Habitat for Humanity has won its long battle to tear down the Rose Log House in Frederick city, Md. The house, which dates to the early 1800’s, suffered years of neglect and vandalism, but some believe it has historic value. (Katherine Frey/The Washington Post)

Frederick’s Historic Preservation Commission voted overwhelmingly Thursday night to allow demolition of a 200-year-old log cabin near the city’s downtown, ending a lengthy battle over the crumbling structure.

In 2005, Habitat for Humanity of Frederick County bought the Rose Log Cabin, thought to be a former slave quarters, in an informal deal with city officials. The idea: tear it down and build affordable housing.

Politics — and history — got in the way.

City officials involved in the deal left. Preservation commission membership changed. And concern emerged that demolishing the cabin would erase a key piece of history in a city filled with notable 19th-century architecture.

An expert hired by Habitat found that the cabin was beyond restoration. Termites had devoured the logs. The stairs had collapsed. The floor had rotted.

Neighbors on East Fifth Street called the structure an eyesore and feared it would collapse, potentially hurting someone. Even city preservation planners, citing “serious structural issues,” recommended demolition, saying the cabin was “unable to physically demonstrate significant aspects of its past.”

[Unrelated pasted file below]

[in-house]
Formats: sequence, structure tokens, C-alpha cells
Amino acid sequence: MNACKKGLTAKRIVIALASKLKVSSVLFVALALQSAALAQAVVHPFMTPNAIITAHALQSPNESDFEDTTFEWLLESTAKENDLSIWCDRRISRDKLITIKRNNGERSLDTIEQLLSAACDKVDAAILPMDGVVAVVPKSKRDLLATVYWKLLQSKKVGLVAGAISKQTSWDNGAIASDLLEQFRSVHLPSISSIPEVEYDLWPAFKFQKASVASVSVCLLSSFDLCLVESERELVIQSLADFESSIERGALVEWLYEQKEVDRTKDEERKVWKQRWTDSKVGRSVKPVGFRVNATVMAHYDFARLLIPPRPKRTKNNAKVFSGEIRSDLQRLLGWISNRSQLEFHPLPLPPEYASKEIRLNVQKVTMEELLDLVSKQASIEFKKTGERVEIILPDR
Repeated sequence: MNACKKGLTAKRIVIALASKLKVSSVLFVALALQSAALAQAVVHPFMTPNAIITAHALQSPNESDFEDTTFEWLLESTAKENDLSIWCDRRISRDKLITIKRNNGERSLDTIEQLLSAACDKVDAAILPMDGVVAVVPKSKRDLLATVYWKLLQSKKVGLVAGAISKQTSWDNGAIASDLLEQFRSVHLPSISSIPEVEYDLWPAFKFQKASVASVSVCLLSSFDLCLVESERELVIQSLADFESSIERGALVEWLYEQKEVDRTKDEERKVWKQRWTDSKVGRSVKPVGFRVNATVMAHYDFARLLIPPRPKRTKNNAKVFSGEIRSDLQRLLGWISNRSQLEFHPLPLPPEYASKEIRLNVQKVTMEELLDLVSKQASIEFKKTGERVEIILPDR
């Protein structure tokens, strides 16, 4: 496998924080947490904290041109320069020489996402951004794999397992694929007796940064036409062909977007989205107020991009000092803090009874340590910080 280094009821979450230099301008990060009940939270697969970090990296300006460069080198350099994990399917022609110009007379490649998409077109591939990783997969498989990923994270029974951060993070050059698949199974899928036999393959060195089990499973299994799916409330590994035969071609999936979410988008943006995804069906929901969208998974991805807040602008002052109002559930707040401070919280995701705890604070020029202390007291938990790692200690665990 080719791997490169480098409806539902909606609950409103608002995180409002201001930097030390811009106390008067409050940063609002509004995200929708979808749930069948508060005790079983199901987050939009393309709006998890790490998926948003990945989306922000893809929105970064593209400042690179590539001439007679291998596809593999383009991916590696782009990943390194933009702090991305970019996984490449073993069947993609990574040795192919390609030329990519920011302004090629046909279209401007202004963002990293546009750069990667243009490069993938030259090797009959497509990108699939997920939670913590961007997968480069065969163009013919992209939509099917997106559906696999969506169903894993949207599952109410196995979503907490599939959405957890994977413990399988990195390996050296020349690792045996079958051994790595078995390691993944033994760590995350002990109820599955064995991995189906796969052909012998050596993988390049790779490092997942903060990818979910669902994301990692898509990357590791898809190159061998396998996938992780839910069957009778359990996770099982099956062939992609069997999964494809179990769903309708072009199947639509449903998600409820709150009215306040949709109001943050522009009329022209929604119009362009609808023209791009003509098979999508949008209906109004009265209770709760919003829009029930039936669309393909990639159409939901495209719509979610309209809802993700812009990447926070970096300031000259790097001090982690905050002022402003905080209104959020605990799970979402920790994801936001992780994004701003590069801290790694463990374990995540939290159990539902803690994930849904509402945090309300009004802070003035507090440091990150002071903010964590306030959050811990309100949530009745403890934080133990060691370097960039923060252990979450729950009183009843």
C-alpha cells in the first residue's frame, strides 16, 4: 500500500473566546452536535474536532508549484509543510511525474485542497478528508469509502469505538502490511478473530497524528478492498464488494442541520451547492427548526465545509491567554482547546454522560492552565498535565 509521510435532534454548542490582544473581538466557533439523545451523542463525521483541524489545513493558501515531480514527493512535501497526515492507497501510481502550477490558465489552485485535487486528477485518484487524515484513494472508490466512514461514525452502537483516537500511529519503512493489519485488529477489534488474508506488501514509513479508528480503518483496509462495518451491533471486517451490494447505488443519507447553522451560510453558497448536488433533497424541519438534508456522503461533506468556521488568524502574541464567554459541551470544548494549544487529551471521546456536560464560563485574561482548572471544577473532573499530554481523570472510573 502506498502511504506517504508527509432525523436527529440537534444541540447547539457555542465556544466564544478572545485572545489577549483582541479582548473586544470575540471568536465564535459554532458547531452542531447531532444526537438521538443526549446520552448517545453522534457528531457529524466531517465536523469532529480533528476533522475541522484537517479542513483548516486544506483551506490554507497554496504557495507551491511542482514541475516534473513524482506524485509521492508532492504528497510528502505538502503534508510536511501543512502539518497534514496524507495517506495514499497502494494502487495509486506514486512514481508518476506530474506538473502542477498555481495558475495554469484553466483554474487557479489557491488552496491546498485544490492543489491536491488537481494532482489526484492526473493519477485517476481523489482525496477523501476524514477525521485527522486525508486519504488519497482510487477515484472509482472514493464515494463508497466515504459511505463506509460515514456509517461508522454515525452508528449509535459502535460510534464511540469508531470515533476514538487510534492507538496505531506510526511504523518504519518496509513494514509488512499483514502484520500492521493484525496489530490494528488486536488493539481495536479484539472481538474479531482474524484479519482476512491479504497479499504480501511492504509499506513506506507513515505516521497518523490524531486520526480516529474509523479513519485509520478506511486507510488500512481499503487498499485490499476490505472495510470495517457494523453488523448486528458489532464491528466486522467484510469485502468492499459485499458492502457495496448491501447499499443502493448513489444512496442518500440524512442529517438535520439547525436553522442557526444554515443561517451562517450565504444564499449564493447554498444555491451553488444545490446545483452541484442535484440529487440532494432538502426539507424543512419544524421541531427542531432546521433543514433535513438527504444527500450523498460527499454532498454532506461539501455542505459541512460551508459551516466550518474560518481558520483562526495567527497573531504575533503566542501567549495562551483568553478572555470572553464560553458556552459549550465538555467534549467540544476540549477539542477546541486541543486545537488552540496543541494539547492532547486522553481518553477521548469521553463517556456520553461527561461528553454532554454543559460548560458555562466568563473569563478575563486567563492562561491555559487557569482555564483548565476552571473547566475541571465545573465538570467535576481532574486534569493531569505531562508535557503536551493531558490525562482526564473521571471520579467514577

A vote this summer on the issue was deadlocked, 2 to 2. But Thursday night, the commission voted 6 to 1 to tear the cabin down.

Commissioner Carrie Albee, the lone vote against demolition, had previously argued that the cabin had historic integrity and that Habitat had not taken the necessary steps to prevent further damage. She did not immediately return a request for comment on the vote.

Ron Cramer, the executive director of Habitat for Humanity of Frederick County, said he was relieved about the outcome, acknowledging that it was a stressful process for everyone involved.

Habitat plans to sell the house to a local builder, then use the proceeds to help fund an affordable housing project in Thurmont, near the county’s northern edge.

“Now we can get back to building houses,” Cramer said.

Habitat has agreed to work with local preservation experts to tear down the cabin by hand, document the work and salvage materials for historic organizations.